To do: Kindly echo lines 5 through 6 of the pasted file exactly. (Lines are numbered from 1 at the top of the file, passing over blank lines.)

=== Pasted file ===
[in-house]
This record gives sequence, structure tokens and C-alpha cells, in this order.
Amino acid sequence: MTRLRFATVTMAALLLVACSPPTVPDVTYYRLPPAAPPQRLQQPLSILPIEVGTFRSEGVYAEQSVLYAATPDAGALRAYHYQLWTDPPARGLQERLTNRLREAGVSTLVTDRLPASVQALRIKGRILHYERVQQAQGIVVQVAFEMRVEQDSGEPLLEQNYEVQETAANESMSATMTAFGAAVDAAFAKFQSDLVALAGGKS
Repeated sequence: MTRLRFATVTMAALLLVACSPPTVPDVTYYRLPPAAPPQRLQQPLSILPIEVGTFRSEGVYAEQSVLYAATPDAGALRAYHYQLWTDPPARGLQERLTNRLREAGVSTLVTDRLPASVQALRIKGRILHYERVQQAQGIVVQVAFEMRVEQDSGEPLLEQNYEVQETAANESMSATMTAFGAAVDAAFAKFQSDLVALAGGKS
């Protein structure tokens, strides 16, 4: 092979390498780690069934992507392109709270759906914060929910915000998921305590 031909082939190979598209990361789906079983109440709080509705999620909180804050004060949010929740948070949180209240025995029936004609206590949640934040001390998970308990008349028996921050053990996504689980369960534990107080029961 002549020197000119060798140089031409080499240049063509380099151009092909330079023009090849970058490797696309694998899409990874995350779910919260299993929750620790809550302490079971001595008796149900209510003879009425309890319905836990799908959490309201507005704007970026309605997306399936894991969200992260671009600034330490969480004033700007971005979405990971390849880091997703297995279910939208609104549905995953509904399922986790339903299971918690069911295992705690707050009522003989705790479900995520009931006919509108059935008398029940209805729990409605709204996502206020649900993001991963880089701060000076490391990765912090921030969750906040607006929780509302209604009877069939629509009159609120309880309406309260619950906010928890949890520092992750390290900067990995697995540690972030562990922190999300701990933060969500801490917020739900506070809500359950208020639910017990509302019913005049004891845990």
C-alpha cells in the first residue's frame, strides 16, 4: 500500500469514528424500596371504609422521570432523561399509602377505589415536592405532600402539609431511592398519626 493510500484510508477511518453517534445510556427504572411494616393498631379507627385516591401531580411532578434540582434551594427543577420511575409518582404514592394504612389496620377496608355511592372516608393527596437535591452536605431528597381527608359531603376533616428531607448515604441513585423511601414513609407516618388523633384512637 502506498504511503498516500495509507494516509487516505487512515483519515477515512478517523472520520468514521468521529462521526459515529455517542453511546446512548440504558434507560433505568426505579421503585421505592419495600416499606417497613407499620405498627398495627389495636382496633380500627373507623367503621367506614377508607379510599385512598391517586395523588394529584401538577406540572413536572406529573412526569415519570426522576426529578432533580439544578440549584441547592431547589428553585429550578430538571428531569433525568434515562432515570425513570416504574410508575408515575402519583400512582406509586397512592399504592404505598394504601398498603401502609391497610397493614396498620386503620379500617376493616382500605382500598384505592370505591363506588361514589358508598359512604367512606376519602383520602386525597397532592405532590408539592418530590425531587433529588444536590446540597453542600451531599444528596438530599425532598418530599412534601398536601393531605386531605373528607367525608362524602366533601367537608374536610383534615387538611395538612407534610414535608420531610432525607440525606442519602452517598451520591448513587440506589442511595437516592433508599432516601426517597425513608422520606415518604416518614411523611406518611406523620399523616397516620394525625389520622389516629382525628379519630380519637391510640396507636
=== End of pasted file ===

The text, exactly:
């Protein structure tokens, strides 16, 4: 092979390498780690069934992507392109709270759906914060929910915000998921305590 031909082939190979598209990361789906079983109440709080509705999620909180804050004060949010929740948070949180209240025995029936004609206590949640934040001390998970308990008349028996921050053990996504689980369960534990107080029961 002549020197000119060798140089031409080499240049063509380099151009092909330079023009090849970058490797696309694998899409990874995350779910919260299993929750620790809550302490079971001595008796149900209510003879009425309890319905836990799908959490309201507005704007970026309605997306399936894991969200992260671009600034330490969480004033700007971005979405990971390849880091997703297995279910939208609104549905995953509904399922986790339903299971918690069911295992705690707050009522003989705790479900995520009931006919509108059935008398029940209805729990409605709204996502206020649900993001991963880089701060000076490391990765912090921030969750906040607006929780509302209604009877069939629509009159609120309880309406309260619950906010928890949890520092992750390290900067990995697995540690972030562990922190999300701990933060969500801490917020739900506070809500359950208020639910017990509302019913005049004891845990």
C-alpha cells in the first residue's frame, strides 16, 4: 500500500469514528424500596371504609422521570432523561399509602377505589415536592405532600402539609431511592398519626 493510500484510508477511518453517534445510556427504572411494616393498631379507627385516591401531580411532578434540582434551594427543577420511575409518582404514592394504612389496620377496608355511592372516608393527596437535591452536605431528597381527608359531603376533616428531607448515604441513585423511601414513609407516618388523633384512637 502506498504511503498516500495509507494516509487516505487512515483519515477515512478517523472520520468514521468521529462521526459515529455517542453511546446512548440504558434507560433505568426505579421503585421505592419495600416499606417497613407499620405498627398495627389495636382496633380500627373507623367503621367506614377508607379510599385512598391517586395523588394529584401538577406540572413536572406529573412526569415519570426522576426529578432533580439544578440549584441547592431547589428553585429550578430538571428531569433525568434515562432515570425513570416504574410508575408515575402519583400512582406509586397512592399504592404505598394504601398498603401502609391497610397493614396498620386503620379500617376493616382500605382500598384505592370505591363506588361514589358508598359512604367512606376519602383520602386525597397532592405532590408539592418530590425531587433529588444536590446540597453542600451531599444528596438530599425532598418530599412534601398536601393531605386531605373528607367525608362524602366533601367537608374536610383534615387538611395538612407534610414535608420531610432525607440525606442519602452517598451520591448513587440506589442511595437516592433508599432516601426517597425513608422520606415518604416518614411523611406518611406523620399523616397516620394525625389520622389516629382525628379519630380519637391510640396507636